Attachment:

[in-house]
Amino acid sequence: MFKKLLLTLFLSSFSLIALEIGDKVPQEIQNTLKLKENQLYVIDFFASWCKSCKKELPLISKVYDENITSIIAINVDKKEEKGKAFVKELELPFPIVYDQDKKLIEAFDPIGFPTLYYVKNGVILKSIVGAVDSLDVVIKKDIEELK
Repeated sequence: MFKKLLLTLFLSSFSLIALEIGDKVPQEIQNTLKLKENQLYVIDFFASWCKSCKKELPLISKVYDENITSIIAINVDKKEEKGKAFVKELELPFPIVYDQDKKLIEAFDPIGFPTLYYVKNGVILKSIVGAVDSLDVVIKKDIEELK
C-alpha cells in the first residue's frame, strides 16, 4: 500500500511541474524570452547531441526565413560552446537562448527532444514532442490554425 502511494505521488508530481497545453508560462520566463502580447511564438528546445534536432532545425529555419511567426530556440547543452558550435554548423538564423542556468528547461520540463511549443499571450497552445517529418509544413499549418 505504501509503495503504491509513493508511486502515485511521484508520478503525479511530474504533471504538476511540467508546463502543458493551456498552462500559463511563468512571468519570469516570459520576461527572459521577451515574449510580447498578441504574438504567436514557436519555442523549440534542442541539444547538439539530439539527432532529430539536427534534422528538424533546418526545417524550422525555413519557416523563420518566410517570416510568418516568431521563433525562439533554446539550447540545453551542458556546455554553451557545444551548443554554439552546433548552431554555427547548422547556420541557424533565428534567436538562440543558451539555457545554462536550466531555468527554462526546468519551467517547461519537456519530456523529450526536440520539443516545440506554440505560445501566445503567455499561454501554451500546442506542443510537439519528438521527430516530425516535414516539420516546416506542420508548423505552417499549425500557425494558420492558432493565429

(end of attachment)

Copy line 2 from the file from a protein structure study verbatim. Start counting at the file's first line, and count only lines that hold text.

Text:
Amino acid sequence: MFKKLLLTLFLSSFSLIALEIGDKVPQEIQNTLKLKENQLYVIDFFASWCKSCKKELPLISKVYDENITSIIAINVDKKEEKGKAFVKELELPFPIVYDQDKKLIEAFDPIGFPTLYYVKNGVILKSIVGAVDSLDVVIKKDIEELK